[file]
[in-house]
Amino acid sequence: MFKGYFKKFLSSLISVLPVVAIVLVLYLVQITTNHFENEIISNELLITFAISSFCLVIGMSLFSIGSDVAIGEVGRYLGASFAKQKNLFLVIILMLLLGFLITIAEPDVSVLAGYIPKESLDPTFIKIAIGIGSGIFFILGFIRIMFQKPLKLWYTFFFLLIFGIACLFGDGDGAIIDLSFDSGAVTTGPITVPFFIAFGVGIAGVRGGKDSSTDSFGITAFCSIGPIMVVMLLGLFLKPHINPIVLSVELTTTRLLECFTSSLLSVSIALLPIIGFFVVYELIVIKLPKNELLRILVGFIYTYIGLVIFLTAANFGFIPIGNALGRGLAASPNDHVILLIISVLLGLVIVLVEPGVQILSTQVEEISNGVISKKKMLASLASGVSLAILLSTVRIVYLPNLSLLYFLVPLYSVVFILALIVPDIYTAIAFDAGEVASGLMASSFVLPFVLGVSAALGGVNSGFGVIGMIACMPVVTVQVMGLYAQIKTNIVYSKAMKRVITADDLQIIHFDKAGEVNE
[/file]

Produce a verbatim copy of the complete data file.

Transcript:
[in-house]
Amino acid sequence: MFKGYFKKFLSSLISVLPVVAIVLVLYLVQITTNHFENEIISNELLITFAISSFCLVIGMSLFSIGSDVAIGEVGRYLGASFAKQKNLFLVIILMLLLGFLITIAEPDVSVLAGYIPKESLDPTFIKIAIGIGSGIFFILGFIRIMFQKPLKLWYTFFFLLIFGIACLFGDGDGAIIDLSFDSGAVTTGPITVPFFIAFGVGIAGVRGGKDSSTDSFGITAFCSIGPIMVVMLLGLFLKPHINPIVLSVELTTTRLLECFTSSLLSVSIALLPIIGFFVVYELIVIKLPKNELLRILVGFIYTYIGLVIFLTAANFGFIPIGNALGRGLAASPNDHVILLIISVLLGLVIVLVEPGVQILSTQVEEISNGVISKKKMLASLASGVSLAILLSTVRIVYLPNLSLLYFLVPLYSVVFILALIVPDIYTAIAFDAGEVASGLMASSFVLPFVLGVSAALGGVNSGFGVIGMIACMPVVTVQVMGLYAQIKTNIVYSKAMKRVITADDLQIIHFDKAGEVNE